The bladder is a hollow organ in the lower abdomen. Its primary function is to store urine, the waste that is produced when the kidneys filter the blood. Urine passes from the two kidneys into the bladder through two tubes called ureters and urine leaves the bladder through another tube called the urethra. The bladder has a muscular wall that allows it to get larger and smaller as urine is stored or emptied.
The wall of the bladder is lined with several layers of cells called transitional cells. Cancer arising from these cells makes up more than 90% of all bladder cancers and these are referred to as transitional cell carcinomas. Because transitional cell carcinomas are the most common type of bladder cancer, the information in this section only addresses treatment of transitional cell cancer of the bladder
Bladder cancer occurs predominantly in elderly men and less frequently in women and younger men. Many bladder cancers are thought to be caused by exposure to cancer-causing agents that pass through the urine and come into contact with the bladder lining. The most important risk factor for bladder cancer is smoking, which increases risk by at least four-fold.
The most common sign of bladder cancer is hematuria or blood in the urine, which will turn the urine rust or red in color. Other signs of bladder cancer may include pain during urination and frequent urination. Most patients with bladder cancer do not have symptoms other than hematuria. Unfortunately, most bladder cancers are not diagnosed until they have become very large. As a result, research is ongoing in order to develop urine tests that would enable earlier detection of bladder cancer when it is small and more easily treated. There are several promising tests under evaluation, but currently none are reliable enough for routine use.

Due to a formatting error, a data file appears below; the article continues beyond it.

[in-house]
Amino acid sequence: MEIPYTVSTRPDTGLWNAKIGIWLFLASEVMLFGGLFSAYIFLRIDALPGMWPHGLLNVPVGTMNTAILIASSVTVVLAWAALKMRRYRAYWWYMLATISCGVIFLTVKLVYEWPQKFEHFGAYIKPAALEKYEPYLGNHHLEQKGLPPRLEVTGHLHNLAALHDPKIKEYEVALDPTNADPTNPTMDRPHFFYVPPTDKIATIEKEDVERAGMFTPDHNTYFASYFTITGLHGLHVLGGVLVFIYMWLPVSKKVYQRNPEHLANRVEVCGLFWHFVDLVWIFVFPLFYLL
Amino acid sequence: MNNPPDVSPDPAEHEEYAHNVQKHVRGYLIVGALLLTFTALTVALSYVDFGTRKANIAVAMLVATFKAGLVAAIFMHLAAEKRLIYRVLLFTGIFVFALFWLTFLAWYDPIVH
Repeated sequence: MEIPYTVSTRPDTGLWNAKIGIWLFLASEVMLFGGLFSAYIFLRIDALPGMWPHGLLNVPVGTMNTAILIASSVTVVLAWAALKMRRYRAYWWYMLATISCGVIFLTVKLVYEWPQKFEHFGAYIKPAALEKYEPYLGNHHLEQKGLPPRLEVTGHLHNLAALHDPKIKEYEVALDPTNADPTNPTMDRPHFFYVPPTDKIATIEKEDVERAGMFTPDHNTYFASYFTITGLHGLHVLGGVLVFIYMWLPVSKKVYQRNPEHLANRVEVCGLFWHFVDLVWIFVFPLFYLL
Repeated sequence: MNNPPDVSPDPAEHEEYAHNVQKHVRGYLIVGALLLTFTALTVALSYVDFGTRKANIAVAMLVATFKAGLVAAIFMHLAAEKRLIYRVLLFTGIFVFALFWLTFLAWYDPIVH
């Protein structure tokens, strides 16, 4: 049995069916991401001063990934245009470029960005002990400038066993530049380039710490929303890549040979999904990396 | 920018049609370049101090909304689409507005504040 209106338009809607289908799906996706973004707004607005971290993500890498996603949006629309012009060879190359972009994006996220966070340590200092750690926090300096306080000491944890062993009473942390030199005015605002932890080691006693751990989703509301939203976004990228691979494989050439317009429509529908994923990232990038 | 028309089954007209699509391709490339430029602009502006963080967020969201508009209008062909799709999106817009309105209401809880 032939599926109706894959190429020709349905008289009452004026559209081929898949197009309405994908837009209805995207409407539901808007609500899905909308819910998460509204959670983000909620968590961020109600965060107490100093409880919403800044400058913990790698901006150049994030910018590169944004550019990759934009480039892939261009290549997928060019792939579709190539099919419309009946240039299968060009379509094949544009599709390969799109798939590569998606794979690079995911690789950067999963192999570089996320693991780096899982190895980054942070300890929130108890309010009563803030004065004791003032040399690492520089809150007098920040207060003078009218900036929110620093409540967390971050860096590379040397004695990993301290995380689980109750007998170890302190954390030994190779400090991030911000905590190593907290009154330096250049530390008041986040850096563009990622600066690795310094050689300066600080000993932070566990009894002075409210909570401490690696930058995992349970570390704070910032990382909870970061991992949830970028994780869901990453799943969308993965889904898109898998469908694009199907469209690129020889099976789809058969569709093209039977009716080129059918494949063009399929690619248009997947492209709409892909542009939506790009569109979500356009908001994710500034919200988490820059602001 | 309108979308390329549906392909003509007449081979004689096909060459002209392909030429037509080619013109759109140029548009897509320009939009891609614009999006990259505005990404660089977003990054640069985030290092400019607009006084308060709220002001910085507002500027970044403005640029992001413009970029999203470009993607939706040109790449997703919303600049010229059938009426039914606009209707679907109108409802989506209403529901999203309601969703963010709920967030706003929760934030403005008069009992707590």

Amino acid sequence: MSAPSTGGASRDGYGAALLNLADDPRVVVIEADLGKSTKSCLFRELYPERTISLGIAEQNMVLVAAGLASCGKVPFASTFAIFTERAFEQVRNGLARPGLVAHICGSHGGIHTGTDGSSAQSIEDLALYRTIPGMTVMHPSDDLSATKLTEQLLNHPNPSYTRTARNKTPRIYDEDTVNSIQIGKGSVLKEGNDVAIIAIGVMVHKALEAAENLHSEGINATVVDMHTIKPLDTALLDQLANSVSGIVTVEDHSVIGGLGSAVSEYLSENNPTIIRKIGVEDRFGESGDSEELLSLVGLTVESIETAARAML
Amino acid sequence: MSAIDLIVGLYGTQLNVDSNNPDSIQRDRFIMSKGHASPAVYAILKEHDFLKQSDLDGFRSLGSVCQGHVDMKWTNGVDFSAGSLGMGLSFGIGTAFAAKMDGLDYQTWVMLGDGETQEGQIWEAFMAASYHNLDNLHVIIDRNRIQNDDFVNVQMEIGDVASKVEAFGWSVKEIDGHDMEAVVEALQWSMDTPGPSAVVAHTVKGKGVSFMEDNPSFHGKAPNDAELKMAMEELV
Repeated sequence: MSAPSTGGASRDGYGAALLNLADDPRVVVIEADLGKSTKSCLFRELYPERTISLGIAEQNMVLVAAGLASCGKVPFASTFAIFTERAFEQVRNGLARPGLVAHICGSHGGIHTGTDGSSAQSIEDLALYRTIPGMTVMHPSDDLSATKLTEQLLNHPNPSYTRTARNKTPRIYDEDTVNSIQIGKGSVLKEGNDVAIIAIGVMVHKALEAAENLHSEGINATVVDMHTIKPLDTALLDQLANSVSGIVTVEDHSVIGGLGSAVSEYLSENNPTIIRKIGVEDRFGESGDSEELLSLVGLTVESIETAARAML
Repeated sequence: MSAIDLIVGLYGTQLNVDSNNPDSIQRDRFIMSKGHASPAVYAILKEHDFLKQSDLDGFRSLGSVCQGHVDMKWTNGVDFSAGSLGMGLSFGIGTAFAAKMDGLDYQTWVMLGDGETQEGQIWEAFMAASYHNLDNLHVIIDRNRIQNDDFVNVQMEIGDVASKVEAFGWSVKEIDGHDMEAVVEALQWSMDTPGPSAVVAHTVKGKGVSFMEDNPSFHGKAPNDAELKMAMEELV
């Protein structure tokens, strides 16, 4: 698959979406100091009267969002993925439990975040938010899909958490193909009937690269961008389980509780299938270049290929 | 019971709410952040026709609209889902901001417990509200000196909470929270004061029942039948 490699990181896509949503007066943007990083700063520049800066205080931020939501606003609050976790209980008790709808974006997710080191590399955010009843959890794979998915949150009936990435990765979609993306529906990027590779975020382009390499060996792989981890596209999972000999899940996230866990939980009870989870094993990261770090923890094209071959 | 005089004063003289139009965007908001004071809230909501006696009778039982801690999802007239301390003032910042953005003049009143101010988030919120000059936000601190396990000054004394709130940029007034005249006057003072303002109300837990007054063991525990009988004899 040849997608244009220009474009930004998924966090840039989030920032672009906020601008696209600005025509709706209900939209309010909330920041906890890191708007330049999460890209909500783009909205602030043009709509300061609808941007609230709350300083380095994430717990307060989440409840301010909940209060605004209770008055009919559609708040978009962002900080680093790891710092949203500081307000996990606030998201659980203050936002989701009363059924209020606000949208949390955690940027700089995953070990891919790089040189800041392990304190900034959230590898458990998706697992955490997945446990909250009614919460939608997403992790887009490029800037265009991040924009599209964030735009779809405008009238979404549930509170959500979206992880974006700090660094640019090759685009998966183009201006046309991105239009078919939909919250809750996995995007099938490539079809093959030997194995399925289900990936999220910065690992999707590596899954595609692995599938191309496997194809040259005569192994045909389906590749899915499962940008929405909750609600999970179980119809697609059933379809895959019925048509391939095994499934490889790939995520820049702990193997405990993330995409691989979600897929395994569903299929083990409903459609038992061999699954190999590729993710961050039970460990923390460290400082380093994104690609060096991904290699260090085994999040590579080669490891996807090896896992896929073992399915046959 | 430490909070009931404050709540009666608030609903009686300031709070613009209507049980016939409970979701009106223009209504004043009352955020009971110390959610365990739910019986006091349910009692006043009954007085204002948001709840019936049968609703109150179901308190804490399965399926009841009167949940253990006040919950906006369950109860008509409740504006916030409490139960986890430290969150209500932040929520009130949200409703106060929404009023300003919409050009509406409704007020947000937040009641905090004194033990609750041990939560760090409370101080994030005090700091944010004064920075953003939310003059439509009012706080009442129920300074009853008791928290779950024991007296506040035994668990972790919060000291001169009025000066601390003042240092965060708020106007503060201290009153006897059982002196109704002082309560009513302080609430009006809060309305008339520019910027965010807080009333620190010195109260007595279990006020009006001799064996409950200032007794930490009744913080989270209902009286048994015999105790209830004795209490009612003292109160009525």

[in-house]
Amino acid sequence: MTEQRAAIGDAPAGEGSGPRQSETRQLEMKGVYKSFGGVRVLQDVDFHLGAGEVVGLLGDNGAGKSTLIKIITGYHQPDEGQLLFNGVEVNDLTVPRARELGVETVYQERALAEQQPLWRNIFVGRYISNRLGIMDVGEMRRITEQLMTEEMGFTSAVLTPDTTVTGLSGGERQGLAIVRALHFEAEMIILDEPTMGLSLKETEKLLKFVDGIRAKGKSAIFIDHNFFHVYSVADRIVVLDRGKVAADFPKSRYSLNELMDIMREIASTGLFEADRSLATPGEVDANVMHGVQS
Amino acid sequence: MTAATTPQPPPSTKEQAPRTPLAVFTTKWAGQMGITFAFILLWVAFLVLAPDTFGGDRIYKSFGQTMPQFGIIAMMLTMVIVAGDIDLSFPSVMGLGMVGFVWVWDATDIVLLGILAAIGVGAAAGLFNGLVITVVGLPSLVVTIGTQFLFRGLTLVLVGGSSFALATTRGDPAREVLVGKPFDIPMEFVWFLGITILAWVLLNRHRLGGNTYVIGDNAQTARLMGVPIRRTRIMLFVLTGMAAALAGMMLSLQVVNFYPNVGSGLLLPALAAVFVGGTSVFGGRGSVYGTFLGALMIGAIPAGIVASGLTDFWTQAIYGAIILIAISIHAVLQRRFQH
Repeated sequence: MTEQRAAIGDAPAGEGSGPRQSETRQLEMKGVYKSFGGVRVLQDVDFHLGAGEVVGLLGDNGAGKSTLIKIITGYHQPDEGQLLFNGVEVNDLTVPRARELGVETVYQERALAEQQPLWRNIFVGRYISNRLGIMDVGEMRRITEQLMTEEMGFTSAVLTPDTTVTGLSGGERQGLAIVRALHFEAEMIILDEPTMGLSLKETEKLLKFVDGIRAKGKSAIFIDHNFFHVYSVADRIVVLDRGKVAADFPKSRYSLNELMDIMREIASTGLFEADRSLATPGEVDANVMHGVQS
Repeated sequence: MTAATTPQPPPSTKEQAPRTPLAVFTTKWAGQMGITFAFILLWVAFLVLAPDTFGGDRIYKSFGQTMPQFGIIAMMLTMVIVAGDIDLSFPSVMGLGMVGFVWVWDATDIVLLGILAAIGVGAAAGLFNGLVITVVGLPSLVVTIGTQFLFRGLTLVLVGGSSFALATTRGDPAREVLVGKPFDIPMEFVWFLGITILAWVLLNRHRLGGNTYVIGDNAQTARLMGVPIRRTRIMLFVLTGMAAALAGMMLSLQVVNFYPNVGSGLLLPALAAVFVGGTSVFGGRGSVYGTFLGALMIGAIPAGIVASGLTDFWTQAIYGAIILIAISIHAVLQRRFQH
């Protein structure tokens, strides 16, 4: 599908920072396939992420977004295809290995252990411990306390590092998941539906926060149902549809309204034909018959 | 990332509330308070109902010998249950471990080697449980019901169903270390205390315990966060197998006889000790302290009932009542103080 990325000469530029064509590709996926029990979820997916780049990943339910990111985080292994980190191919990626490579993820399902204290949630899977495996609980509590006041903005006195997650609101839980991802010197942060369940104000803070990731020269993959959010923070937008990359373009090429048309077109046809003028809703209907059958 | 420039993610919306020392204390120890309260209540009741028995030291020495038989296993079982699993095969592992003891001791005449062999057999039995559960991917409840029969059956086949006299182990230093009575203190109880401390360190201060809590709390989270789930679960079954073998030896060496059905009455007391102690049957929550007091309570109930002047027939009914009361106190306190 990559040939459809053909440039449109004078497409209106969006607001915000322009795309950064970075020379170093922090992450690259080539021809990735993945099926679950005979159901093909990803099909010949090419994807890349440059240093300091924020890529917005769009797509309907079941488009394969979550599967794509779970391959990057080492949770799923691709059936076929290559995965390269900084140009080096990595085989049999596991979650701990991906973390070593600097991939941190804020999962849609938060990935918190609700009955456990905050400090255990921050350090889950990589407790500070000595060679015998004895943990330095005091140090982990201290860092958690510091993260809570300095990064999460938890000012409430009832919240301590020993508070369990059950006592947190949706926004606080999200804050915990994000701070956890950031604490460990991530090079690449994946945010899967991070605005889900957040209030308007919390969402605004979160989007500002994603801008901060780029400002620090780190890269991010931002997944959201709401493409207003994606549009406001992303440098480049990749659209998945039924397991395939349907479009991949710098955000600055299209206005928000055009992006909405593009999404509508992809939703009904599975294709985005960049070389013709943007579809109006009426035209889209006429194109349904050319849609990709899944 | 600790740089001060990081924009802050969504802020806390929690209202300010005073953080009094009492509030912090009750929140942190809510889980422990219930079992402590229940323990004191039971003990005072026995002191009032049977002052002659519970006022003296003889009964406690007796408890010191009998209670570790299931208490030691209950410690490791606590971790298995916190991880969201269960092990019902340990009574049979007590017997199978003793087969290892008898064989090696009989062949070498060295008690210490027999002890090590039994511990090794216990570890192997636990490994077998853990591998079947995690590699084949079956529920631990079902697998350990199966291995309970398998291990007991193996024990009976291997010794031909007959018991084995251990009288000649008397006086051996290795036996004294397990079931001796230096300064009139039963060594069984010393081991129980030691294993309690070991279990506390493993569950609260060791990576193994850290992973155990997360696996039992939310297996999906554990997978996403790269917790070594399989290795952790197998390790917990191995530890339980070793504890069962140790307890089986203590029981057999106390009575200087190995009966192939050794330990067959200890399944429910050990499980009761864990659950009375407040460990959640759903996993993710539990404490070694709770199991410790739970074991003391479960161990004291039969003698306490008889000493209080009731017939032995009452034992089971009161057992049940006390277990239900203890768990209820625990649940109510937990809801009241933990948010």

An outpatient procedure called a cystoscopy is usually used to diagnose bladder cancer. During a cystoscopy, the physician (a urologist) inserts a thin, lighted tube (cystoscope) into the bladder through the urethra to examine the internal lining of the bladder. The procedure enables the urologist to remove (biopsy) small samples of any abnormal appearing areas of the bladder and examine them under the microscope. When bladder cancer is diagnosed, the urologist will want to learn the stage or extent of the cancer, as well as the grade (aggressiveness) of the cancer as determined by its appearance under the microscope. Grade is important because it indicates how closely the cancer resembles normal tissue and suggests how fast the cancer is likely to grow. Low-grade cancers more closely resemble normal tissue and are likely to grow and spread more slowly than high-grade cancers.
Staging is an attempt to determine the extent to which the cancer has spread. The stage of bladder cancer may be determined at the time of diagnosis or it may be necessary to perform additional tests such as computerized tomography (CT) scans, magnetic resonance imaging (MRI) or an intravenous pyelogram (IVP), a procedure which involves the injection of dye into the blood. When the dye (contrast) travels through the kidneys and ureters, it allows them to be visualized with X-rays (fluoroscopy).
Some risk factors, such as a genetic mutation within a gene called the p53 gene, are associated with a poor outcome following treatment with chemotherapy and/or radiation therapy. Therefore, physicians may look for the presence of such risk factors upon a diagnosis of bladder cancer in order to best plan a treatment regimen. Research is ongoing to identify risk factors that are associated with a poor outcome, as well as factors that indicate that some patients may require less treatment. By identifying such factors, physicians are better able to tailor treatment to meet the needs of individual patients.